"The showing made here by the petitioner that it made the lower price in good faith to meet competition, we assume, as the Commission apparently did, was made out. The effect of it was to rebut the prima facie case made by the Commission's proof of the petitioner's discriminatory prices. If nothing further appeared in this record, the case might well have ended there."
This court also stated at page 213:
"There is substantial evidence in this record, and we think it may be assumed to be conclusive, to the effect that the petitioner made its low price to Ned's, Citrin, Wayne, and Stikeman in good faith to meet the lower price of a competitor." The Supreme Court stated 340 U.S. at page 238, 71 S.Ct. at page 244:
"Petitioner presented evidence tending to prove that its tank-car price was made to each `jobber' in order to retain that `jobber' as a customer and in good faith to meet a lawful and equally low price of a competitor."
After quoting from the findings of the Trial Examiner (footnote on same page), the same court on the following page, referring to the evidence, stated that it, "if accepted, would have established a complete defense to the charge of unlawful discrimination."
Moreover, in the findings now under review the Commission does not expressly repudiate the findings of the Examiner in the original proceeding that petitioner's reduction in price was granted to meet the equally low prices offered by competitors. The Commission, after a detailed discussion relative to the situation existing between petitioner and each of the four jobbers in controversy, states:
"It may well be that respondent was convinced that if it ceased granting tank-car prices to Citrin-Kolb, Wayne, and Stikeman and continued to refuse the tank-car price to Ned's Auto Supply Company it would lose these accounts. It had substantial reasons for believing this to be the case, for all of these concerns, except Ned's Auto Supply Company, had already been recognized as entitled to the tank-car price under the commonly accepted standards of the industry, and Ned's had achieved a volume of distribution which brought it within the range where it was likely to be so recognized by a major oil company at any time."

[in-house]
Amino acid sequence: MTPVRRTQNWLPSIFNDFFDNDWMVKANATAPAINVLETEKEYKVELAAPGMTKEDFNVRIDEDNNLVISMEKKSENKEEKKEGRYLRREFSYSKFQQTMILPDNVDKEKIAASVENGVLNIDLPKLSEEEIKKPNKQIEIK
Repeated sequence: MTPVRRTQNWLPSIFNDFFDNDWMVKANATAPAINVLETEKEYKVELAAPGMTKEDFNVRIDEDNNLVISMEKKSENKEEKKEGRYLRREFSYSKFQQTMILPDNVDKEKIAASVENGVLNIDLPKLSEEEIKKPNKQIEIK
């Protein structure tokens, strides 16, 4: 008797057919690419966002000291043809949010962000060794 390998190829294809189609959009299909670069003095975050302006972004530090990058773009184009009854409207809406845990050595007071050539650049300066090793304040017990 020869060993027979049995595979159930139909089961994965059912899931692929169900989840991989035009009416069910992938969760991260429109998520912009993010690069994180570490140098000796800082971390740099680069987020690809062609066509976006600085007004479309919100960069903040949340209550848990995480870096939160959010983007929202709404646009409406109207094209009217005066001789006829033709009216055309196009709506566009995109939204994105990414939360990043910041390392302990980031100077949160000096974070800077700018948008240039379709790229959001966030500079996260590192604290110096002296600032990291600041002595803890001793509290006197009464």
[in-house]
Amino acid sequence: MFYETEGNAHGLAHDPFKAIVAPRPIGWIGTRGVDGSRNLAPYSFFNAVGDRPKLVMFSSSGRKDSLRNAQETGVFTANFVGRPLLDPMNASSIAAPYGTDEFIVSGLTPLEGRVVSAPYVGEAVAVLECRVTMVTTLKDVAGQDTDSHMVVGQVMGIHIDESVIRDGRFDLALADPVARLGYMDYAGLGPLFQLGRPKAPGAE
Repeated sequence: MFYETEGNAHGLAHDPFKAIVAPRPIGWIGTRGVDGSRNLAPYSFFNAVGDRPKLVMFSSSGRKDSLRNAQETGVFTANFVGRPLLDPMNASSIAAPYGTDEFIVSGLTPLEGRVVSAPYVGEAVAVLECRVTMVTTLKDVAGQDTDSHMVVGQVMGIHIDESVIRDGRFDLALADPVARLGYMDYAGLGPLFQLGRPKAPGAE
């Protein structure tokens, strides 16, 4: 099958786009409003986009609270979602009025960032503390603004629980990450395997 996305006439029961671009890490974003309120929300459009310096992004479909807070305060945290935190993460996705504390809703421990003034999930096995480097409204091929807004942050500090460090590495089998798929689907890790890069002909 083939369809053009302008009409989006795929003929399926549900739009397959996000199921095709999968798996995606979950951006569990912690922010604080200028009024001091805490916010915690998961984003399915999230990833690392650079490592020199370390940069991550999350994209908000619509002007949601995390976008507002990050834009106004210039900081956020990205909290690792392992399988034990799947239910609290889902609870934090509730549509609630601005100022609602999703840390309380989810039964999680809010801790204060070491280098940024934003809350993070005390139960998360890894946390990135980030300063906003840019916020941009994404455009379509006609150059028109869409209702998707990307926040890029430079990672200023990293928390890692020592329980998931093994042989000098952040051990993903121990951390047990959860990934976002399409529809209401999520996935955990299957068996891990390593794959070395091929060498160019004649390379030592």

It thus appears evident even under this revised version of petitioner's situation that it was confronted with the problem of reducing its price to meet competitive offers or of forfeiting the business of the four jobbers.
An attempt to enter into a discussion of all of the ramifications contained in the Commission's reasoning and argument in support of its decision against the "good faith" defense would unduly prolong this opinion. We shall, therefore, limit our discussion to a few of the more salient points as contained in the modified findings. The Commission found:
"At all relevant times, respondent knew or had the means of knowing and should have known that the manner in which it priced and sold its gasoline continually created the probability of injury to competition between retail dealers who bought such gasoline at different prices and resold it in competition with one another."
This is the same theory upon which the Commission's previous order was bottomed and which was expressly repudiated by the Supreme Court, 340 U.S. at pages 249-250, 71 S.Ct. at pages 249-250.